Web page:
The Renault Scenic XMOD aims to hit a sweet spot between MPVs and SUVs. Is that a marketable niche? Jonathan Crouch reports.
Ten Second Review
Renault's Scenic XMOD features a clever traction system, mud and snow tyres and a range of three engines all coming in at prices less than you'd pay for a decent family SUV. No, there's no four wheel drive but it's got the chops to get you where you need to go in anything but the most extreme conditions.
Stop me if you've heard this one before. Renault takes its Scenic and aims to beef it up a bit with off-roader design cues in order to sell to the sort of buyer who needs an MPV but secretly wants a macho sports utility vehicle. Of course you have. Renault has form here already with the four-wheel drive RX4 and less notably, the front-wheel drive Conquest model. Neither of these did particularly well in the UK but like many such ideas, sometimes it takes a couple of tries before the right formula is hit upon. This time round, Renault has decided for a position between the full-on RX4 and the half-hearted Conquest. The XMOD looks aggressive enough but unlike the RX4, drive only goes to the front wheels. All mouth and no traction? That's far from the case.
The Scenic XMOD features an innovative 'Grip Xtend' system. Using a rotary switch, users can use this advanced traction control system to enable the car to grip surfaces in difficult driving conditions. There are three modes available: 'Road', 'Loose Ground' and 'Expert'. In 'Expert' mode, Grip Xtend manages the braking system, while leaving the driver in full control of the engine torque. The 'Road' mode offers conventional traction control settings, with ASR optimising grip by controlling braking on the front wheels and engine torque, plus any wheel that skids is slowed down and torque transferred to the wheel with the best grip. This mode automatically reconnects at speeds of over 25mph. The 'Loose Ground' mode optimises braking control and engine torque control based on available grip at speeds of up to 25mph. Its standard Continental mud and snow tyres feature specific tread patterns which aid the evacuation of mud, snow and sand in more difficult driving conditions. The engine choice extends to three Energy powertrains. New to the Scenic line is the 1.2-litre TCe 130 Stop & Start petrol engine, boasting a 15% improvement on fuel consumption over the previous TCe 130 unit. Otherwise there's a slightly less exciting 110PS 1.6-litre VVT petrol unit and what's likely to be the big seller in the XMOD range, the 1.5dCi 110 Stop & Start diesel. One Scenic XMOD Expression+ variant also has the 1.5 dCi 110 available without Stop & Start if a customer prefers to not specify it on cost grounds. Renault's six-speed EDC (Efficient Dual Clutch) transmission is available on the 1.5 dCi 110, although unlike the hot Clios, you don't get wheel-mounted paddle shifters.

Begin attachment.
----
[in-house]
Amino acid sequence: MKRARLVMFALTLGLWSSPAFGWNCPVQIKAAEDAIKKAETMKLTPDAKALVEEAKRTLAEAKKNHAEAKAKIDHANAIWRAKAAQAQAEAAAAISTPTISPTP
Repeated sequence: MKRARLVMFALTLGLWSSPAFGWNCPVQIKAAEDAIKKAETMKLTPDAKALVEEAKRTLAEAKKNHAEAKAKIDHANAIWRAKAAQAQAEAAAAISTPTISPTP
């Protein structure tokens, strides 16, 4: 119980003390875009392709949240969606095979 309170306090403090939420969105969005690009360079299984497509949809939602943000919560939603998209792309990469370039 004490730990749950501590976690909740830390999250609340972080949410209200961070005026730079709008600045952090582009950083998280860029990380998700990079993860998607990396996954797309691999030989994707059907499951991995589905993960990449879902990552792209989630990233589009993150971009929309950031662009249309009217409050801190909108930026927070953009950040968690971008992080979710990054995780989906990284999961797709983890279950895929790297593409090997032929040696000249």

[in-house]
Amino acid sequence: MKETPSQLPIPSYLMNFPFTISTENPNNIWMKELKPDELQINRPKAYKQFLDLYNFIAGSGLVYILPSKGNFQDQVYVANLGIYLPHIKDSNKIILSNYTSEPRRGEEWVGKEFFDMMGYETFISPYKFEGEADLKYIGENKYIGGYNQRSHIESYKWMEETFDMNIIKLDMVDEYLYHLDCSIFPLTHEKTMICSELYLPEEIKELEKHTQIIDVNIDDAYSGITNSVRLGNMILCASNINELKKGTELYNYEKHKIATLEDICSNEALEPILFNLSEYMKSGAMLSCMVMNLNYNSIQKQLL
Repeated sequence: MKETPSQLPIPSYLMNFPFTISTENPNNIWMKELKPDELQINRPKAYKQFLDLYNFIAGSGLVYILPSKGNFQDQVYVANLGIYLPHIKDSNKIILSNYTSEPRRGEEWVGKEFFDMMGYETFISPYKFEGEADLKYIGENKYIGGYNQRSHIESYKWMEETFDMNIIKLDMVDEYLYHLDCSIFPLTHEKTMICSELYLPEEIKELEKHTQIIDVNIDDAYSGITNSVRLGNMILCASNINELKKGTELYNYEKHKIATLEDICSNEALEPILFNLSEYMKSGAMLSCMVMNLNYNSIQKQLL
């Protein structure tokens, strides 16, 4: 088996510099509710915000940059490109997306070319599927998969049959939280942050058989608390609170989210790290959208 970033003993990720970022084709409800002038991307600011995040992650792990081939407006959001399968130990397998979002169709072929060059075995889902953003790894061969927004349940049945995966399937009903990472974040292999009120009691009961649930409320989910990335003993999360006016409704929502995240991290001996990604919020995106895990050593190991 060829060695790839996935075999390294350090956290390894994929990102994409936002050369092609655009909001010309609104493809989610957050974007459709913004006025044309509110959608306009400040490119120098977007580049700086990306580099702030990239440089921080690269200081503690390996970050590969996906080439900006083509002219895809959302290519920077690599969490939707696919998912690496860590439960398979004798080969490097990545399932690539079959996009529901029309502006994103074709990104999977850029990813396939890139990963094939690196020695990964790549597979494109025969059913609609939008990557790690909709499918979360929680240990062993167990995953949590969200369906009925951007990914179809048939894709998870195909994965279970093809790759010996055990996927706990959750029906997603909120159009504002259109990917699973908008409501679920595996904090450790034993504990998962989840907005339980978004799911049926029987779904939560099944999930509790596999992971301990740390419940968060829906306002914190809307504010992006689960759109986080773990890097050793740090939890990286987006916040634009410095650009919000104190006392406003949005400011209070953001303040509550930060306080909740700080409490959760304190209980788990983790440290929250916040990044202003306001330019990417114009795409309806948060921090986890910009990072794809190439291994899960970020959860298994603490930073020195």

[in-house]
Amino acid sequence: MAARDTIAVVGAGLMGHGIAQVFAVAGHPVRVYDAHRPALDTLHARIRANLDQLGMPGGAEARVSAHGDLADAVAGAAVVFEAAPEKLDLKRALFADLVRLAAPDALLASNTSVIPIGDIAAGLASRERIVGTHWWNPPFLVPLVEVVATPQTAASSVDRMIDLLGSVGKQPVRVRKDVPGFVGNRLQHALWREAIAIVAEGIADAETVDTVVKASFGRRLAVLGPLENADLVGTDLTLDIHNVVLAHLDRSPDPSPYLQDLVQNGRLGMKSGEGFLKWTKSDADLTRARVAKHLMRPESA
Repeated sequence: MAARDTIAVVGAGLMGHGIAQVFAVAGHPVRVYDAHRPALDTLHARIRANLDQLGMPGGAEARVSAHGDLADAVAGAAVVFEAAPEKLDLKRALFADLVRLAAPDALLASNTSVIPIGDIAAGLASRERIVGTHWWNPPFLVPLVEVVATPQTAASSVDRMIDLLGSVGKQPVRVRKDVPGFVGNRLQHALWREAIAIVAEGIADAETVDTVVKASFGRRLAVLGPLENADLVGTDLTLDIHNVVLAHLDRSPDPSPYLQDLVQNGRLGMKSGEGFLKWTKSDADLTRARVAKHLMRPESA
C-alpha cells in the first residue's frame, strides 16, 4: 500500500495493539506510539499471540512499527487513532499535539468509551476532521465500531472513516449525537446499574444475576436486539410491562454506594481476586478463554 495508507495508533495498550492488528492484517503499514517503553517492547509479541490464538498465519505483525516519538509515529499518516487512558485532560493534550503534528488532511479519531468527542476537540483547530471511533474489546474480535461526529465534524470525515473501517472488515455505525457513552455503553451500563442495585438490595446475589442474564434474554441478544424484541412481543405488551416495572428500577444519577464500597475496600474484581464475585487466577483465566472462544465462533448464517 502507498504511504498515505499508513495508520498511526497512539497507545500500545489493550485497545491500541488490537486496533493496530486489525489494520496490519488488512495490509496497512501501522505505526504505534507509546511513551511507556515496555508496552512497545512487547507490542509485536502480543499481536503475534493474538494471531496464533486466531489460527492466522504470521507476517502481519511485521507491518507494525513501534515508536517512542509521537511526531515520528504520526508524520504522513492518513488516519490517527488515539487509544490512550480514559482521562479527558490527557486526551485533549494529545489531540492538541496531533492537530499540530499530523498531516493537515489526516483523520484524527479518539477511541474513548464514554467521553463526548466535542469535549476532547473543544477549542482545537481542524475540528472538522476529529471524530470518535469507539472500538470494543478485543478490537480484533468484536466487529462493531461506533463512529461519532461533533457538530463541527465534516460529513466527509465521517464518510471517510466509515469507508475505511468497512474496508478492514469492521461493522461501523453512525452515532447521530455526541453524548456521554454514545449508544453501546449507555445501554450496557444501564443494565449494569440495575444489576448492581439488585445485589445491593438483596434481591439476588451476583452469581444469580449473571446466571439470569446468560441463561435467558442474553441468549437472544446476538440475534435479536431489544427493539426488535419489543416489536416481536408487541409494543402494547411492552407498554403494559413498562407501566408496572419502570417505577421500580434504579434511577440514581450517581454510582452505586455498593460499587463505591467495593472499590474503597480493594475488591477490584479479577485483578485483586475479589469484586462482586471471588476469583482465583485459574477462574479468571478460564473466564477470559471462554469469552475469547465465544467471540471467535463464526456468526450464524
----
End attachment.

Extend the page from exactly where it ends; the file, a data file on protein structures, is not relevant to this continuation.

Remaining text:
Design and Build
Unlike the rest of the Scenic range, you can't get the XMOD in the long wheelbase 'Grand' shape, so you have to be content with the one size fits all policy. That said, you can choose from two and a half trim levels and the standard size will be amply proportioned for all but the biggest families. You certainly won't get it mixed up with the standard Scenic model. With unique wheels and striking front and rear bumpers, plus black roof bars, it looks anything but the meek suburban MPV. The boot capacity is a respectable 555-litres with the rear seats slid forward, rising to 1,870-litres with the rear seats removed completely, one of the biggest spaces in its class. Additionally, no less than 86-litres of additional stowage space are cleverly spread around the cabin. The XMOD delivers the sort of effective and fast modularity that Scenic owners have come to take for granted. The various chairs are independent, folding and removable to provide a huge number of seating permutations for the occupants. Practicality is also delivered via a massive array of storage options in the Scenic with more than 90-litres available. Underfloor compartments, under-seat drawers, a chilled glovebox, centre console cubbies, door pockets and trays on the seat backs should help to keep the family's paraphernalia in check. There are also three 12-volt power sockets to keep the all important games consoles and MP3 players powered up.